Rank and Name, Private First Class Clarence Edward Ayers Jr.
Unit/Placed in, 1st Battalion (A-Comp) 1st Marines, United States Marine Corps.
Clarence is born approx. on 7 Jan. 1926 in Plymouth, North Carolina.
Father, Clarence E. Ayers Sr.
Mother, Eleanor P. (Chesson) Ayers.
Sister(s), Eleanor R. Ayers.
Clarence enlisted the service in North Carolina with service number # 538554.
Clarence was KIA when he tried to help the wounded on the (Landing Beaches) when he got shot on 16 Sep. 1944, he is honored with an Silver Star Medal, Purple Heart, Combat Action Ribbon, Marine Corps Good Conduct Medal, Marine Corps Expeditionary Medal, American Campaign Medal, Navy & Marine Presidential Unit Citation, Asiatic-Pacific Campaign Medal, WW II Victory Medal.
Clarence is buried/mentioned at Manila American Cemetery and Memorial Manila, Metro Manila, National Capital Region, Philippines.
He also has a Memorial Grave at Grace Episcopal Church Cemetery, Plymouth, Washington County, North Carolina, USA.
Jean Louis Vijgen, WW2-Pacific Website.
Air Force Info, Rolland Swank.
ABMC Website, https://abmc.gov
Seabees History Bob Smith https://seabeehf.org/
Navy Info, http://navylog.navymemorial.org
POW Info, http://www.mansell.com Dwight Rider and Wes injerd.
Navy Seal Memorial, http://www.navysealmemorials.com
Family Info, https://www.familysearch.org
Marines Info, https://missingmarines.com/ Geoffrey Roecker
Medals Info, https://www.honorstates.org
Philippine Info, http://www.philippine-scouts.org/
Find a Grave, https://www.findagrave.com
Silver Star CITATION:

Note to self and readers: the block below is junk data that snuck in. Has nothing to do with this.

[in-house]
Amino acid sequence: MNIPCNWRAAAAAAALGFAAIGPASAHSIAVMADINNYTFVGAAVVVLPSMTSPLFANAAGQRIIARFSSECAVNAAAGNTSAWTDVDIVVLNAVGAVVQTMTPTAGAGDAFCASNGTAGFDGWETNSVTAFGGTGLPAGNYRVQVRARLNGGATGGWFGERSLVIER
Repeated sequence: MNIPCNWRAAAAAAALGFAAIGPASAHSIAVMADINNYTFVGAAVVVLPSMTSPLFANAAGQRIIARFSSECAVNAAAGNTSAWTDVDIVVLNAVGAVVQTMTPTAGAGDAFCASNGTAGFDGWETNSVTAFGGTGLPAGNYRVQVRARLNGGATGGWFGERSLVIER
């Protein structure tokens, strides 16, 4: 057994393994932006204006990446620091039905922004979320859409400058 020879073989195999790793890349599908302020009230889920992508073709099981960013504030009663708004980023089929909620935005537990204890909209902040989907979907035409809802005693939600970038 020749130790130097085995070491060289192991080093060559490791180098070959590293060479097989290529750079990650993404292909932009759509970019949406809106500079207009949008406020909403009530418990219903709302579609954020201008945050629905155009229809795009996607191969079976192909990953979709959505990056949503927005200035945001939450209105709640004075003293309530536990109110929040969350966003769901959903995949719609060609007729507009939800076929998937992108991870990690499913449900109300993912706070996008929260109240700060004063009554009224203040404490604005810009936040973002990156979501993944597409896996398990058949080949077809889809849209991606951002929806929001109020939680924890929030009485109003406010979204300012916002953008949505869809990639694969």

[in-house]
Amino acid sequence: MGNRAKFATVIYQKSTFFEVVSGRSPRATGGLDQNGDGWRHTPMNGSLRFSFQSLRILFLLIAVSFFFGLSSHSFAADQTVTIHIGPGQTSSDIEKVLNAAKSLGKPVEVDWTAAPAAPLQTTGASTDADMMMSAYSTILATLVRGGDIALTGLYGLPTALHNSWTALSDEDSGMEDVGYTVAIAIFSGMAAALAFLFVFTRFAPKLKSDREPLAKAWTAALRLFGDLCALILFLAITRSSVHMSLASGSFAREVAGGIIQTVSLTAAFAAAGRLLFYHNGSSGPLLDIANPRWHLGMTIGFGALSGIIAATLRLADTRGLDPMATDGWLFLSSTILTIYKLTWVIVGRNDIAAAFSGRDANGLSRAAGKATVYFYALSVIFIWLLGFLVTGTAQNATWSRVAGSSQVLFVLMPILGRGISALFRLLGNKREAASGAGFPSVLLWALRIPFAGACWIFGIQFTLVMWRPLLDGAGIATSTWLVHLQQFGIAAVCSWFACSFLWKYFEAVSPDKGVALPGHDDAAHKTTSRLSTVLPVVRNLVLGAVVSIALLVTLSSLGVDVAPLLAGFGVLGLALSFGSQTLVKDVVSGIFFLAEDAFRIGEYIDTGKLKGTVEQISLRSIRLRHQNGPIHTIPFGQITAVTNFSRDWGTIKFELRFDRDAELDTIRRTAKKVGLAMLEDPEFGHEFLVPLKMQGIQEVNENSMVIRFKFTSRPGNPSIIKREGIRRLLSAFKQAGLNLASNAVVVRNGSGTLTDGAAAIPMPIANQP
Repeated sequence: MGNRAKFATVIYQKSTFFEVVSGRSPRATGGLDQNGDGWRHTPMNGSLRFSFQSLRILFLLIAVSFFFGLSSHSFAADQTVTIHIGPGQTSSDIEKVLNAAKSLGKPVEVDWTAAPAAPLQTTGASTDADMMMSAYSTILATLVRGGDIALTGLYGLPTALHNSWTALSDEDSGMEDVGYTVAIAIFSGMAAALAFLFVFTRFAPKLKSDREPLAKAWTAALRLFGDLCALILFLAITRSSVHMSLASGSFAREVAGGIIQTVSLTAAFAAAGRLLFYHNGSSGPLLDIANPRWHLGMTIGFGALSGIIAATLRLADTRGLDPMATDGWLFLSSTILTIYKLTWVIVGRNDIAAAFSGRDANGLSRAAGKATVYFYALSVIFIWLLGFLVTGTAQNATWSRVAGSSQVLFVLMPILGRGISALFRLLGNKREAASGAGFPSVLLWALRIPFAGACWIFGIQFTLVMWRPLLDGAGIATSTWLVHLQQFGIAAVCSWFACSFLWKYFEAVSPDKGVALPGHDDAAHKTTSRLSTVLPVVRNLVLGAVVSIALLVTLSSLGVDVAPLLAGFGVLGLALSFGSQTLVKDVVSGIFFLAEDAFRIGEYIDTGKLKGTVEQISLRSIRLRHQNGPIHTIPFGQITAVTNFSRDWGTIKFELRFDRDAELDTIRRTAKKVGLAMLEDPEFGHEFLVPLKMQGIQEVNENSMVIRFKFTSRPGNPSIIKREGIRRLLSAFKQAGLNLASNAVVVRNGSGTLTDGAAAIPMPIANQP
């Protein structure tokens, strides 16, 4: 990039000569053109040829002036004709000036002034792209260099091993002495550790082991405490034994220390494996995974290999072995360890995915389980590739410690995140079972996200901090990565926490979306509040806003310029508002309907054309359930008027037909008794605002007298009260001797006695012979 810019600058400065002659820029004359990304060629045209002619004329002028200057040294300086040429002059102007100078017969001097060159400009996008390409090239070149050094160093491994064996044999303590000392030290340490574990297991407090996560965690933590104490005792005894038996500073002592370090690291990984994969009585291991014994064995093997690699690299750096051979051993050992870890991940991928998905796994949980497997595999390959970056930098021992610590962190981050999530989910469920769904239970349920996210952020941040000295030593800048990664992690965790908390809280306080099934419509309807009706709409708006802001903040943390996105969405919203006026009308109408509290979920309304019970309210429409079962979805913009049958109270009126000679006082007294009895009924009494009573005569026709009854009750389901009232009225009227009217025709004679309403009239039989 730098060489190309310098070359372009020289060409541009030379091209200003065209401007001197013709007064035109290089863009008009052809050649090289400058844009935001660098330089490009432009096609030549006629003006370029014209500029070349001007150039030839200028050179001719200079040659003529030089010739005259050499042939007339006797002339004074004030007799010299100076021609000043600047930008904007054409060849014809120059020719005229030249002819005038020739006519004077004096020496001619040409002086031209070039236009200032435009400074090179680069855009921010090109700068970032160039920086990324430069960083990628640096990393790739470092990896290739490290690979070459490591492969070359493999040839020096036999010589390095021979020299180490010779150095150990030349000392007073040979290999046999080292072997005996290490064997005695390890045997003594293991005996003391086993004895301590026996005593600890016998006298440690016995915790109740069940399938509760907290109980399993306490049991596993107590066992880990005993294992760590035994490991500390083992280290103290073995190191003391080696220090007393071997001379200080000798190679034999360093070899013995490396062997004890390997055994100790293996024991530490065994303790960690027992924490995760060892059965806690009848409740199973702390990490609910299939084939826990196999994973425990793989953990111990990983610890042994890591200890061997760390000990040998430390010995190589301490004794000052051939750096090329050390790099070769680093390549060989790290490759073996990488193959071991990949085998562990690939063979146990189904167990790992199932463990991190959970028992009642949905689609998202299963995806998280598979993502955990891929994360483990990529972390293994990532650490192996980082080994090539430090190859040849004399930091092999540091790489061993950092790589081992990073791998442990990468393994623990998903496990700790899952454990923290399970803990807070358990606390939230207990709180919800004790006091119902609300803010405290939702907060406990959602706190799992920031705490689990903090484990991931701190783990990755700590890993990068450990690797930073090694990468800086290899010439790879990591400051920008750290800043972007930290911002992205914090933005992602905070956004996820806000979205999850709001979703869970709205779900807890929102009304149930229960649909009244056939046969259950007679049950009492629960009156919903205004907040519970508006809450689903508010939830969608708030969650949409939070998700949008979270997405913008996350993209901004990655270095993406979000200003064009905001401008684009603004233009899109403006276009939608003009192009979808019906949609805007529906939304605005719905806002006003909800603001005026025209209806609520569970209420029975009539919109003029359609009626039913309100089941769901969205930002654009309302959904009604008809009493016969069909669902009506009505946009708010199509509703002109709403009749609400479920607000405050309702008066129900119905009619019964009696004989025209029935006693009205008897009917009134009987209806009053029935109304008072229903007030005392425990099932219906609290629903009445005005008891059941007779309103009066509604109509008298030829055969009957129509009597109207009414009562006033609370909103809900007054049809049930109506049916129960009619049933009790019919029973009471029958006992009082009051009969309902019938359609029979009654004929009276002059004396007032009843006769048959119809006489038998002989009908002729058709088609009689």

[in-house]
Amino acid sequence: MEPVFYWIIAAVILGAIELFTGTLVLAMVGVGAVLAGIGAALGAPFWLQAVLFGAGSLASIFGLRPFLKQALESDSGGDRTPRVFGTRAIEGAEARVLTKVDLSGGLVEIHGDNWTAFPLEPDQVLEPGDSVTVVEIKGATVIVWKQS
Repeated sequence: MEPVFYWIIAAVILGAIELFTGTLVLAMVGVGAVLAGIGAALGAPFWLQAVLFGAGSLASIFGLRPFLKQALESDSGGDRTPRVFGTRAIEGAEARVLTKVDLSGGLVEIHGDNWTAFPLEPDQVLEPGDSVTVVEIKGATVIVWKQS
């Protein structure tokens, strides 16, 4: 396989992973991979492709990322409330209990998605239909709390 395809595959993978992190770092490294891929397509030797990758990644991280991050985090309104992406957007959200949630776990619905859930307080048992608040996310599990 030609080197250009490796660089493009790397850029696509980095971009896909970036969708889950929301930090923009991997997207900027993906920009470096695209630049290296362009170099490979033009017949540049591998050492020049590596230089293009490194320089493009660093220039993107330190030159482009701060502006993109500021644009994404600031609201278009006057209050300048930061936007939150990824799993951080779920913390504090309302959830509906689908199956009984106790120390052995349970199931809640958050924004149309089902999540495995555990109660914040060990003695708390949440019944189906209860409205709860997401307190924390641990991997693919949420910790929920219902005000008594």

The President of the United States of America takes pride in presenting the Silver Star (Posthumously) to Private First Class Clarence Edward Ayers, Jr. (MCSN: 538554), United States Marine Corps Reserve, for conspicuous gallantry and intrepidity while serving with the First Battalion, First Marines, FIRST Marine Division, in action against enemy Japanese forces on Peleliu Island in the Palau Group, on 18 September 1944. Volunteering to assist in removing casualties to the rear when no stretcher-bearers were available during the sustained attack on a fiercely defended coral ridge, Private First Class Ayers boldly made his way forward under a terrific concentration of rifle and machine gun fire and, leading litter bearers to dangerously exposed positions in front of their own lines, worked with untiring energy in directing and aiding the evacuation of wounded Marines until he himself was fatally struck down by a burst of enemy fire. Private First Class Ayers’ intrepid initiative, resolute fortitude and cool courage in the face of savage, unceasing opposition contributed materially to the saving of many lives, and his valiant devotion to duty reflected great credit upon himself and upheld the highest traditions of the United States Naval Service. He gallantly gave his life for his country.